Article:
The Use of Psychotherapy
Many people in our society are depressed, anxious, and lonely. Even extremely.
It’s not because they have no people such as family or friends around them. Most of the time, they don’t experience that lack.
But ... more because they have no fellow human being with whom they can be “truly themselves.”
Nobody with whom they can talk about anything without fear of rejection or self consciousness.
Arnold, a teen patient locked down in his room, do have his mother, father, sister, and brother in the house. He does have classmates and friends outside.
Yet, when asked if he has anyone closest to him with whom he is “truly himself,” his answer was a sad “No one at all.”
He is withering as a result.
He gets addicted to pornography. He loses motivation towards his school work, family, and even his future. Including the basic actions required to keep his life moving along.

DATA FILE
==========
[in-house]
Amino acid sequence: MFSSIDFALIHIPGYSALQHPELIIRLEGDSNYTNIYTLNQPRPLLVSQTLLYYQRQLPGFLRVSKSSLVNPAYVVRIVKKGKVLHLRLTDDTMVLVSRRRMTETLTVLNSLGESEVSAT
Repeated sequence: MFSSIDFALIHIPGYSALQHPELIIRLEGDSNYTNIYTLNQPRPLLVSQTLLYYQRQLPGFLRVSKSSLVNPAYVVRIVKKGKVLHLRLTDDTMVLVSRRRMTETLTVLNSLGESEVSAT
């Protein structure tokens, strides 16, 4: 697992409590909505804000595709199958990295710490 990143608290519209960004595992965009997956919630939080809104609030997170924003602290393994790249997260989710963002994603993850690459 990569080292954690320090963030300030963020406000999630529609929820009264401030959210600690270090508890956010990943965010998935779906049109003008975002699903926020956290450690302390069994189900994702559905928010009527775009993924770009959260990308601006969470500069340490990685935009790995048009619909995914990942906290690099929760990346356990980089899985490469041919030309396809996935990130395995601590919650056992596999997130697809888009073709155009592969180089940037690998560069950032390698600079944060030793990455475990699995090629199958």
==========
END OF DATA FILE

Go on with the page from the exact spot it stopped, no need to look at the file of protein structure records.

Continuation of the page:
At this point, psychotherapy can function as a launching pad for Arnold. It can provide the impetus needed to get him reconnected to life and relationships.
Dr. Sidney Jourard, author and psychology professor, has argued convincingly that self disclosure is a basic human need.
And when that basic human need is not met, maladjustment results. The maladjustment is often the active avoidance of being known by another.
In psychotherapy, when a wounded soul becomes accustomed to confiding, he starts to heal.
The essential feedback facilitates in prompting action towards life change and wholeness.